The world of mental health can be an intimidating one. Certainly, for the 1 in 3 of us who are living with such a condition, and the daily challenges it can bring. But also, for those looking in from the outside, whether that’s supporting a friend, family member or even a colleague. This can be an even more complicated situation if you find yourself dating someone with a mental illness.
Thankfully, through education and an ever-expanding number of charities and organizations increasing mental health awareness, there is now far less of a stigma attached to the problem and this is a very positive thing. Finding out your partner is suffering from a mental health condition doesn’t mean the relationship is ill-fated and it is now easier than ever to access information to help you understand what your partner may be experiencing. To make that process even easier, we’ve distilled some of this advice into 7 steps that will help that relationship to flourish.
- Understand their condition: I’m not just talking about being understanding, but actually understanding the condition your partner is suffering from. Encouraging your partner to share this information in the early days of a relationship may be easier said than done, so choose a moment when you’re both relaxed and comfortable together—and remember they’re potentially sharing something deeply personal. Now is not the time to be judgmental, but simply to appreciate what is going on in their life, both body and mind.
- Offer continuous support: Once you know what condition your partner is living with, you can continue to be a source of support for them, to learn from them, and to do you own research on the matter. “Knowing what triggers can cause them anxiety or discomfort (whether this is in your behavior or the behavior of others) means you can be better prepared to deal with, or even avoid, these trigger situations altogether,” says Eugene Morales, a lifestyle blogger at Boomessays and UK writings.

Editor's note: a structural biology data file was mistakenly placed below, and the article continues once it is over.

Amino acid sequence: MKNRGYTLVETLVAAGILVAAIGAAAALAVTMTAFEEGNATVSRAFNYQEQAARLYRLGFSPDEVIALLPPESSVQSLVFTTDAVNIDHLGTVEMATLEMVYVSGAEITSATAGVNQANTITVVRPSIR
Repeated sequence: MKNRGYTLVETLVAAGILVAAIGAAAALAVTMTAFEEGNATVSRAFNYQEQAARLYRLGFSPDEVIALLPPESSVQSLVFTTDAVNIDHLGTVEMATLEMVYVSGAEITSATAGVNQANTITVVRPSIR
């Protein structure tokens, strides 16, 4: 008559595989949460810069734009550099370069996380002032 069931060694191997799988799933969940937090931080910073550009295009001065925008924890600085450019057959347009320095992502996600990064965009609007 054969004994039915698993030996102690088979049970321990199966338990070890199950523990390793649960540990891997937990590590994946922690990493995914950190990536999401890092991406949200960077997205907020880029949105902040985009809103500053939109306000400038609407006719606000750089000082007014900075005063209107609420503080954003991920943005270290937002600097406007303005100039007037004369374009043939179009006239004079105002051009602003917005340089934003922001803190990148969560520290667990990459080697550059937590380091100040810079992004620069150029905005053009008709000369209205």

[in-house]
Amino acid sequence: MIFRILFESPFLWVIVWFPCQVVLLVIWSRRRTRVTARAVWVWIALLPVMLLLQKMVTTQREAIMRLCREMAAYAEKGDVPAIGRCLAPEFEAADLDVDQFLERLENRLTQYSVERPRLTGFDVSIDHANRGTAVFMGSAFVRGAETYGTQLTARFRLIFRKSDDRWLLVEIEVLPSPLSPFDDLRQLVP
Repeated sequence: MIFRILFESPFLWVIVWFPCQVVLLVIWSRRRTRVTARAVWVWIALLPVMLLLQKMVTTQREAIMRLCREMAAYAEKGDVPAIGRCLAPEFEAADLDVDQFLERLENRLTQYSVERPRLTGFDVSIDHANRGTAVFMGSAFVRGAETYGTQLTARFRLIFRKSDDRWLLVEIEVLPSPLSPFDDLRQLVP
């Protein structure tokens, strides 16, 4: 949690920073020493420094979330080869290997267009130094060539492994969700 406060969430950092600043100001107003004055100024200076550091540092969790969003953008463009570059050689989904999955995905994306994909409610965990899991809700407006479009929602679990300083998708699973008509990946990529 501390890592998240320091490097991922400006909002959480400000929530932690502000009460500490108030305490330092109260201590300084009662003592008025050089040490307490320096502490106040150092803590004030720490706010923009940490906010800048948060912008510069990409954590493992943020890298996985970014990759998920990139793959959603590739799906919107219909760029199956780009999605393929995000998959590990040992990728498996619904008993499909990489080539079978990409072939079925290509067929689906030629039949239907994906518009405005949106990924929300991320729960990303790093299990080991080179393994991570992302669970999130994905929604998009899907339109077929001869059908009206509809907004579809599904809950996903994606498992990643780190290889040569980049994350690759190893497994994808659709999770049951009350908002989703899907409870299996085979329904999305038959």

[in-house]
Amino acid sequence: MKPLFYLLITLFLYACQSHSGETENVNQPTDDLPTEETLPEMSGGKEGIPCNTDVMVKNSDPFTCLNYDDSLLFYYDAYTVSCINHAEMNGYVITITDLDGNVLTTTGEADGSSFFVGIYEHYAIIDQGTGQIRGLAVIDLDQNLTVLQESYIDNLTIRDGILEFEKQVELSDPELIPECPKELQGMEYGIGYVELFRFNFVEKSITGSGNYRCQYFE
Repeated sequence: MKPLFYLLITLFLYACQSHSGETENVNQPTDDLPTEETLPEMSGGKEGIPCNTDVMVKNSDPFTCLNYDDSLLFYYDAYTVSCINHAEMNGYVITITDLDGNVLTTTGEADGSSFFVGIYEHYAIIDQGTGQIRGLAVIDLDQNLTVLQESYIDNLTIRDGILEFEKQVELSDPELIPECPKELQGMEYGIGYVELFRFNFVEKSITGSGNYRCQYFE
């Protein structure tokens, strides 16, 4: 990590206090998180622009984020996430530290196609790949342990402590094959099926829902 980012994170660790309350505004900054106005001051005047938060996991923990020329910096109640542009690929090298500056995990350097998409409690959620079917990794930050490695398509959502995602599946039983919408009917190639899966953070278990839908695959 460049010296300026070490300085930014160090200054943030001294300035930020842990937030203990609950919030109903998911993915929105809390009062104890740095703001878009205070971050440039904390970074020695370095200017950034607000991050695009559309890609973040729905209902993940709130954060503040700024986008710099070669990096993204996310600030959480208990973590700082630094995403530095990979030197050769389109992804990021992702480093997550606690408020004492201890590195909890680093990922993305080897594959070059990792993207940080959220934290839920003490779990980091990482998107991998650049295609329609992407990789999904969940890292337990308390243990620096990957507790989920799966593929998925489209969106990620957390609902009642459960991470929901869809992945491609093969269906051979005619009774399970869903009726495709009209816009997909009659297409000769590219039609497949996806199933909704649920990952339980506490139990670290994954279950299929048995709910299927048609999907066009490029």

- Now, BE understanding: Patience is key here, and although your partner is not looking for a savior or healer, simple things such as maintaining a gentle tone and not raising your voice when a difficult situation arises can alleviate stress. Remember that staying calm yourself is far more effective for avoiding conflict than telling your partner to “calm down!”
- Try to put yourself in their shoes: It’s almost impossible to put yourself directly in your partner’s shoes, and to see the world exactly as they do. However, understanding that they do not react to stress in the same way as you do is vital. Typically, it may take your partner far longer to get over a disagreement than it does you, and even after you’ve discussed it and forgiven each other, the stress may stay with them for far longer. Be prepared to talk about things again.
- Don’t be their doctor: Ultimately, you can offer all the support in the world (and I hope you do!) but your partner is the one who is responsible for their treatment and journey. Whether they are self-diagnosing, seeing a therapist, or are on daily medication, it’s not your place to ‘treat’ them. Psychologists have undergone years of training to understand and attend to such problems and attempts by you—however well intended—are likely to be very unwelcome.
- Don’t be your doctor: Do however, look after yourself. Maintaining such a relationship has the potential to be challenging at times and you will be a far better support if you’re feeling well yourself. There’s no shame in finding your partner’s symptoms frustrating and talking to your own counselor may be a very useful way to deal with any resulting stress. “Don’t be afraid to talk to your partner about your feelings as well. Any relationship is a two-way street and you should be equals,” explains Jack Cesar, a health blogger at Academized and Revieweal.
- Commit to the long haul: Our seventh, concluding point is an acknowledgement that often, mental illnesses are long-term conditions. Many people are able to manage and live with their condition, leading fulfilling lives. And though some days may be easier than others, being aware that those symptoms will not miraculously disappear is an important stop along what can be a long and rewarding journey together.
*Nora Mork is a lifestyle journalist at Paper Fellows and OX Essays. She loves yoga, hiking, and sharing her stories at blogs, such as Elite Assignment Help.